Tuesday, June 4, 2013

Are you being served?

One day, in post Civil War Spain Amancio's mum was turned down for credit by the grocer. Amancio didn't like it and decided, then and there, to stop it happening again. So at 13, he left school and started as a gofer in a shirt shop in La Coruña, in Northern Spain, He's 76 now and the richest man in Spain. He's the richest man in Europe and he's amongst the five richest people on the planet. He still lives in La Coruña and, by all accounts, maintains a simple lifestyle passing time with his boyhood friends and eating his favourite meal of egg and chips in local restaurants.

Amancio Ortega started what is now Inditex in the early 1960s with a loan of 2,500 pesetas (17€). He made quilted dressing gowns. His business flourished but he quickly decided that he could make more profit by designing, manufacturing, distributing and selling his clothes directly. This control of the whole process is usually quoted as one of the key reasons for the success of Inditex. If the name of the company doesn't ring a bell maybe the shop names will. Zara, Pull & Bear, Massimo Dutti, Bershka, Stradivarius, Oysho, Zara Home and Uterqüe are all Inditex.

Amancio had other thoughts about selling clothes. When he started fashion trends were dictated by the couture houses. He turned that on its head. His idea was to see what the hip and trendy were wearing in Parisian streets, New York discos or the clubs of Shanghai. Designers were hired to turn his thoughts into clothes. He wanted it done quickly too. From design to the shop hangers in two to three weeks. Inditex now has a hundred or so “trend spotters” worldwide.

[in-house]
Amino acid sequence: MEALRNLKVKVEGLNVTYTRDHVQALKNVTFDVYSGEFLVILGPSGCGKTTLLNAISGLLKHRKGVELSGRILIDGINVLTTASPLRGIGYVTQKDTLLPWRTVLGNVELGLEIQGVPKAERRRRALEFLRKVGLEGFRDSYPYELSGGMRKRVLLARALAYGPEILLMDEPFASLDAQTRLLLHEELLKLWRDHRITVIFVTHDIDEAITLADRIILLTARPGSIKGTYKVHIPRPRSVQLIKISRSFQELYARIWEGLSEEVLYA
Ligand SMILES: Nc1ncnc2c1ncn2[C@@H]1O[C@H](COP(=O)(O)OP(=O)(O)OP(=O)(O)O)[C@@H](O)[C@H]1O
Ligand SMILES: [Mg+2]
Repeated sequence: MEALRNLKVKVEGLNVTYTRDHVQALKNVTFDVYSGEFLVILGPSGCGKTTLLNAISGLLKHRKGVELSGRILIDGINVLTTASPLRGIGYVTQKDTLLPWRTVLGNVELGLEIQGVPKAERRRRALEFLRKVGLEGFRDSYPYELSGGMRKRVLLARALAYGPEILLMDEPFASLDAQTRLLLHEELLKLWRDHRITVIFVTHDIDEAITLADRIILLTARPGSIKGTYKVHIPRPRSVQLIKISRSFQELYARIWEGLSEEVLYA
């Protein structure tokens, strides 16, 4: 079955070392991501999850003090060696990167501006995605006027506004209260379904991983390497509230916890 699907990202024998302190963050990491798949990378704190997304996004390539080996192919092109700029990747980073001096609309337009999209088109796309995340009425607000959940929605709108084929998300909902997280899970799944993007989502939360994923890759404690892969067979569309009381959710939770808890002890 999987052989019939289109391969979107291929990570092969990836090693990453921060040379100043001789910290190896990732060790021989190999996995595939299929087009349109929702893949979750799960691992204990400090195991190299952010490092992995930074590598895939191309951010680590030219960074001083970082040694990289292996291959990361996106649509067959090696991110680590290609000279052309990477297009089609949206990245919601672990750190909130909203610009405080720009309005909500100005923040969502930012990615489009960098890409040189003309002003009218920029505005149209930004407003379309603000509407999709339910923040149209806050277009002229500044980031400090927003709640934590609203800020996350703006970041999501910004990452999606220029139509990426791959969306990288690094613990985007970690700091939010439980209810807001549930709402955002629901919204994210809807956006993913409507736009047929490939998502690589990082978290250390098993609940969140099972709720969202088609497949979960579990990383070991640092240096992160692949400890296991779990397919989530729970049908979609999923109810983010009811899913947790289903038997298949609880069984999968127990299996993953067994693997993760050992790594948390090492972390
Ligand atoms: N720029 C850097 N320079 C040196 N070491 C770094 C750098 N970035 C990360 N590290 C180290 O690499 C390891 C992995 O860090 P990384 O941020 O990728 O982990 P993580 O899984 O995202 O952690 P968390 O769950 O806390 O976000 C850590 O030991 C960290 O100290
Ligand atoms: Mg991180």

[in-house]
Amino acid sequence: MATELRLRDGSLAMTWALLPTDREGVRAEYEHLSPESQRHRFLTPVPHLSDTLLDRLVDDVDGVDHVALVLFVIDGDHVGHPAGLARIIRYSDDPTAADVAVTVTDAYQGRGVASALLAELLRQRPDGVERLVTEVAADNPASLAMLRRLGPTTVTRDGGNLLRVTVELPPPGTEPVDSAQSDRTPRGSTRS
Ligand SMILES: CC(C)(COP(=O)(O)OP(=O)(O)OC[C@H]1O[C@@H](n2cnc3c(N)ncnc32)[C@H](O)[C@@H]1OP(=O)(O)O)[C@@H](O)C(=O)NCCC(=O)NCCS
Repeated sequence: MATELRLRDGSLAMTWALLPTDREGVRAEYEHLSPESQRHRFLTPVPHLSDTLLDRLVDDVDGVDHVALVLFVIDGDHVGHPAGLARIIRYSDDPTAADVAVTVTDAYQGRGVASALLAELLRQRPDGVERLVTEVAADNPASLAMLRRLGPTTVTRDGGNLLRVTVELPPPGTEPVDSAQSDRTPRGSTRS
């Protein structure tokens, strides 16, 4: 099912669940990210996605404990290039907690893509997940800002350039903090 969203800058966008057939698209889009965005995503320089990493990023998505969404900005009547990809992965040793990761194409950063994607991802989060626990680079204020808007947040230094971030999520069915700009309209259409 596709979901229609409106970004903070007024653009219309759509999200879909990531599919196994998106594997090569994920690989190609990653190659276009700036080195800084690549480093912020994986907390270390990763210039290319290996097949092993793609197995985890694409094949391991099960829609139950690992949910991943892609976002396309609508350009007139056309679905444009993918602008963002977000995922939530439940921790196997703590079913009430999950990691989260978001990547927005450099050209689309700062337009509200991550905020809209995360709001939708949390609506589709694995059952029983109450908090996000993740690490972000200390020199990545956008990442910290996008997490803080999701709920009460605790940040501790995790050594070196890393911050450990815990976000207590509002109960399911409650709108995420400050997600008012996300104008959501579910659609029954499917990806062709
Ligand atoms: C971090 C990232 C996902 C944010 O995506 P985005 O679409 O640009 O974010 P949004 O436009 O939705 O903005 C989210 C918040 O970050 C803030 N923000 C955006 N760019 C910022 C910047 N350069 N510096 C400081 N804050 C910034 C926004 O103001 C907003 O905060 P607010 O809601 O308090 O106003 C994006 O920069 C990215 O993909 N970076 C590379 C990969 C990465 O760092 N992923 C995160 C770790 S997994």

He didn't like the idea of seasons either. Far too slow; a drag on turnover. Clothes in each shop are changed constantly. Local managers select stock from the whole manufacturing inventory and get two deliveries per week. Customers, aware of the rapid stock turnover, know that if they like something but don't buy it now, it may be gone when they return. Visits become sales.

Ortega realised he couldn't do it alone He seems to have had a knack for spotting talented people to help him develop his business. He knew too that information was key to business success and was one of the first to use computers to keep tabs on sales. Sophisticated systems now measure not only sales but which clothes move from the rails but not through the tills.

Zara shops maintain an image. Whilst the prices are moderate the look is high end with good locations often in interesting buildings. Staff are expected to be well turned out and to work on the “customer is always right” principle.

In the late 1980s Inditex opened its first shop outside Spain, in Portugal, rapidly followed by stores in New York and Paris. The first London shop opened in1998. There are now over 6,000 shops in 85 countries. Surprisingly Inditex took till 2011 to get online. They're currently tackling the last big untapped markets in Asia. China may well prove quite a challenge for the Inditex model.

Ortega officially retired in 2011. Inditex is now in the hands of Pablo Isla, one time boss of the tobacco giant Altadis. It will be interesting to see if the Inditex miracle continues without its founder and mentor.


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